It’s official now

Today (June 28th 2017) I received the official admission to University of Helsinki to study physics. Obviously it was a relief to finally have the official results in my hands, or rather on my computer screen. I immediately registered for the next autumn and spring semester and also applied for a department at the local association that rents apartments to students only. Additionally I now have a long list of things to take care of before or soon after starting my studies: getting a student card, starting to plan my studies on the longer term, register to the first courses, get to know other new students and so on, not forgetting to say goodbye to all the important people here in Switzerland.

Having done all these preparations already ten years ago gives me confidence and a certain calmness, but I still have butterflies in my stomach. Starting studies at a university is very exciting, even the second time around, but this time I am somehow more excited. Reading the course descriptions fills me with enthusiasm: quantum mechanics, basics of the theory of relativity, mathematical tools in physics and so on. These ideas and areas of physics have always fascinated me, and now I am going to dive into them head first. Of course my current layman’s view on these topics is very naive and romanticised. After all, the topics are very math heavy and some of them hardly intuitive. Quoting Richard Feynman, ”I think I can safely say that nobody understands quantum mechanics.” But I am going to try, assuming that I wil specialize in quantum mechanics and not in some other interesting field of physics, like meteorology or geophysics.

At the moment I feel, that theoretical physics, with its thought experiments, mathematical intricacies and incomprehensible laws is the field I want to pursue out of intellectual interest.

This post was originally written on June 28th 2017 and finalized on July 2nd 2017.

Me – Finally in the open

This post might be the last now in this series; in the previous posts to this series I have described how I found out that the world of business was not my true passion and that I have decided to pursue university studies in physics. The day before yesterday my decision was finally announced at our team at work, so that now all my colleagues also know. Thus, my seeking, planning and preparing has come to an end, or at least a milestone has been reached. I am likely to reflect on my decision later in the future, but for the moment this series of posts has filled its purpose, I think, getting my thoughts on the paper and helping me reflect on them.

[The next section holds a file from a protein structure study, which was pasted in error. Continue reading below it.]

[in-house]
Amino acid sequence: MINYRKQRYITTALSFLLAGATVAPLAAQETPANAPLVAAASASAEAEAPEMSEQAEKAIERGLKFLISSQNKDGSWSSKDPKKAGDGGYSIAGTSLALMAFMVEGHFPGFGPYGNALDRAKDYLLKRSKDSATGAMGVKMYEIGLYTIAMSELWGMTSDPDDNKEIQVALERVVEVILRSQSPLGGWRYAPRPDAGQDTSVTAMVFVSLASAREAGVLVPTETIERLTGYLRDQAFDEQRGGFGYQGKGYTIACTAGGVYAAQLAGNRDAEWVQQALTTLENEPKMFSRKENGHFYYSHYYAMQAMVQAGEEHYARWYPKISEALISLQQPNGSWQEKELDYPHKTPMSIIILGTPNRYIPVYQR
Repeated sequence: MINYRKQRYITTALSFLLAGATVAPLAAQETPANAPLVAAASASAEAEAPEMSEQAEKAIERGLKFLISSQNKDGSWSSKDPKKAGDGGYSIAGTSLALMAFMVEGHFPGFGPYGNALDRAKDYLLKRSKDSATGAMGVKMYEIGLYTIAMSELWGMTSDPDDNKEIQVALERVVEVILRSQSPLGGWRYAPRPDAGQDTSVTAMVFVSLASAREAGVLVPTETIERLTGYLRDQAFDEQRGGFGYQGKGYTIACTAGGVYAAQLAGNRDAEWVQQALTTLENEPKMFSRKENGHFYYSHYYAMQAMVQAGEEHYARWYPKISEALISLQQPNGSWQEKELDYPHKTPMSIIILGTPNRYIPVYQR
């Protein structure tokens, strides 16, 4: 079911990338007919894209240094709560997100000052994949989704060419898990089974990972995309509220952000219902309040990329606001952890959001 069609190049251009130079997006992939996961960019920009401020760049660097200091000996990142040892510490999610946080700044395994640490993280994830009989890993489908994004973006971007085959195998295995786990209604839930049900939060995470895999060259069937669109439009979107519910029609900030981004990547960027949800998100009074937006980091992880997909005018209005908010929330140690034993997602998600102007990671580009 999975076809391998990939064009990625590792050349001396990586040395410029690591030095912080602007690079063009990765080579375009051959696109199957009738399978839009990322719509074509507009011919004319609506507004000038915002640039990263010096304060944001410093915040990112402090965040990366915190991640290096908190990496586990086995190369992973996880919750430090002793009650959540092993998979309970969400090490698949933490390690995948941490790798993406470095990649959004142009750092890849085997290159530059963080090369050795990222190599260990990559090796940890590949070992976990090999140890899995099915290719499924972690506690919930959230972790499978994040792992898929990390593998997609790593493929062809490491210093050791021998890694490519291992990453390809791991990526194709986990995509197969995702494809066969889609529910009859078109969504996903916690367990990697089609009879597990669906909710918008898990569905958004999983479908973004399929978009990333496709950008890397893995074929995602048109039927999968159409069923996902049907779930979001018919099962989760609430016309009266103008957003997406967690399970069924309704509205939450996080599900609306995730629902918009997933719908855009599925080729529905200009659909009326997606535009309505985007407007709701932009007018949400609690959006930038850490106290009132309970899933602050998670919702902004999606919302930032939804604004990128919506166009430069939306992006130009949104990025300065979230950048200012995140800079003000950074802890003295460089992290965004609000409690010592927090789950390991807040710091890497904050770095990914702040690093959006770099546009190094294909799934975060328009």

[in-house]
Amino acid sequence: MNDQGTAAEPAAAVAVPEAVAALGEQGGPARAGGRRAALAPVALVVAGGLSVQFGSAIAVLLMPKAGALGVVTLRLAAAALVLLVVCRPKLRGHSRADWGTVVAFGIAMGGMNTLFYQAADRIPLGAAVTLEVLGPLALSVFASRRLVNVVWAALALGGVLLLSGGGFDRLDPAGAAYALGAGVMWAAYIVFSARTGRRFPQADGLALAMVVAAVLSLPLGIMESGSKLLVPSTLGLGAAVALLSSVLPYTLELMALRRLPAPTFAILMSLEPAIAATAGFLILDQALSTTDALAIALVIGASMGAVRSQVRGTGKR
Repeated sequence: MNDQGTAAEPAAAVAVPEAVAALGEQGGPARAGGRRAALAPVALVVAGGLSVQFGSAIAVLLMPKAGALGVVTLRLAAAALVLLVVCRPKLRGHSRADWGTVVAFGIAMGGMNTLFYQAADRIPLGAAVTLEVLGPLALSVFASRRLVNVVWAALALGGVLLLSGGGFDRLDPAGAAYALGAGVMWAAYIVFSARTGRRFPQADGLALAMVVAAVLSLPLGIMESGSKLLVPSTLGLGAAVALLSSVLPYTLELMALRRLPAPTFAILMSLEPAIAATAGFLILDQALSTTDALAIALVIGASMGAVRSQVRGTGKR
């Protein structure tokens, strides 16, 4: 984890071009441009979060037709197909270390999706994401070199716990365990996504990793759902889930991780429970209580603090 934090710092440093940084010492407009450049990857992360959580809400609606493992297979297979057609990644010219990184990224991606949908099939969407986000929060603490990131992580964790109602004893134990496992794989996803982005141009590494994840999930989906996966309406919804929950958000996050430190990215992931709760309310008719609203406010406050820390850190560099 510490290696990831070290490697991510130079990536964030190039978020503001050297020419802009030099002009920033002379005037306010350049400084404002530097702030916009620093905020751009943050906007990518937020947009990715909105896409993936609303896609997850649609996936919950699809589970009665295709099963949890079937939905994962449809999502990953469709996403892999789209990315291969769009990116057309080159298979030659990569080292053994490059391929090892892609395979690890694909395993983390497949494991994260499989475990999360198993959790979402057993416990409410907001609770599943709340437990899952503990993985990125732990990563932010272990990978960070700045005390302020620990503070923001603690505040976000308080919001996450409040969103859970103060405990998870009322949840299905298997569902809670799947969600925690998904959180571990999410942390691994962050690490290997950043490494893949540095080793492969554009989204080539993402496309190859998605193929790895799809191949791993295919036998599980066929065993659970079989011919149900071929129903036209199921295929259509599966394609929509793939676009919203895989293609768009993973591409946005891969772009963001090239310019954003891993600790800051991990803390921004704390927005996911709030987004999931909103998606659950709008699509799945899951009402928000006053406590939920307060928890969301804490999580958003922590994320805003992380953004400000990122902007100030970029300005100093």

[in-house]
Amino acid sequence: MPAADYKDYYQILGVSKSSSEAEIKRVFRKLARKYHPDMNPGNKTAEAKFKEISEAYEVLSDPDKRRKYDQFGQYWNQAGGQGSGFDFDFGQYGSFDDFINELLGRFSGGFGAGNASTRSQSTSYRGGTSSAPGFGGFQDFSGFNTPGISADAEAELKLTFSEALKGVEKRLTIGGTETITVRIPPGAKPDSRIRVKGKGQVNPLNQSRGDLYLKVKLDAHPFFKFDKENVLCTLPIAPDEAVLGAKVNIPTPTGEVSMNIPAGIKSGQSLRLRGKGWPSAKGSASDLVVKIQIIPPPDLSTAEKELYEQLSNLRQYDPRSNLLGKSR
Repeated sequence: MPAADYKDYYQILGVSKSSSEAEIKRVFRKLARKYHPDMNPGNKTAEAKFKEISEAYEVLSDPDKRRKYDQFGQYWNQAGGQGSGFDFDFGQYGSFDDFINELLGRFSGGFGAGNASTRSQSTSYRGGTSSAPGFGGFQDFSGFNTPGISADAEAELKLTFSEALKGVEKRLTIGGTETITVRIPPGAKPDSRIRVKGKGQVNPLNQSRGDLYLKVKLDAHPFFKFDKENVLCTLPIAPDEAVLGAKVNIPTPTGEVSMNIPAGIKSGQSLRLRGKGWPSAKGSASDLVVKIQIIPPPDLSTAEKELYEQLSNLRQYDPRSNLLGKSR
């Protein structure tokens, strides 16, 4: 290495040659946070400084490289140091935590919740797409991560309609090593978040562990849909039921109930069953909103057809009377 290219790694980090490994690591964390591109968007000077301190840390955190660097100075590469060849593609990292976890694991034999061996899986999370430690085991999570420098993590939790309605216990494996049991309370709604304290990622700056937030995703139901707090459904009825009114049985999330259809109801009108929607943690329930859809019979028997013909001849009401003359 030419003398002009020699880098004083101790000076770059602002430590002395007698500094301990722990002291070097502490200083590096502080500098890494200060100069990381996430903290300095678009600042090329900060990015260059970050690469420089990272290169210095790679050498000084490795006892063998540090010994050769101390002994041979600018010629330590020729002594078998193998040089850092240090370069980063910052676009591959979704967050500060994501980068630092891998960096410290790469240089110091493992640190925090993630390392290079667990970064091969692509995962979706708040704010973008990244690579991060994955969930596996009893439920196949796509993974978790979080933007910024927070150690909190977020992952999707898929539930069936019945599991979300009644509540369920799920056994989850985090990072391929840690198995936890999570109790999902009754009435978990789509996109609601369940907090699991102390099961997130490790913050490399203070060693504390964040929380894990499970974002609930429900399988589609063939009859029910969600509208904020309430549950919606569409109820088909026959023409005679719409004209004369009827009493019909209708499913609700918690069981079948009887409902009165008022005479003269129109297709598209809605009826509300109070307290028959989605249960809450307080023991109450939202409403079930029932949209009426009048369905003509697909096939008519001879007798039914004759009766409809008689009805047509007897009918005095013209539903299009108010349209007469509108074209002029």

After my decision was announce in the team, the comment from my colleagues were without exception positive and very encouraging. Some even said that physics is definitely the right choice for me, and one colleague could even remember a similar case where a colleague had left our company after a few years to move from business to physics. That was encouraging to hear, since already that piece of information gave me additional confidence that this kind of decision can be right. Even if I make my own decisions, not caring whether others disapprove or think it’s somehow weird, knowing that someone else has already done such a move boosts my self-confidence; there is a group I belong to. Although I like to take my own paths, I am human, a social animal.

There are still about six weeks left at the office, after which I will take two months vacation for arranging my things here and moving back to Finland. But before I go, I will arrange for my colleagues and myself a nice barbecue evening or something of the sort to say thank you and show them that they are important to me. Rodriguez sings “Hello only ends in goodbye“, but I don’t think it has to be so. I want to keep in in contact with my closest colleagues, and it’s just a matter of importance: for the important things we can always find time.

This post was originally written on June 16th 2017.

Me – Guaranteed admittance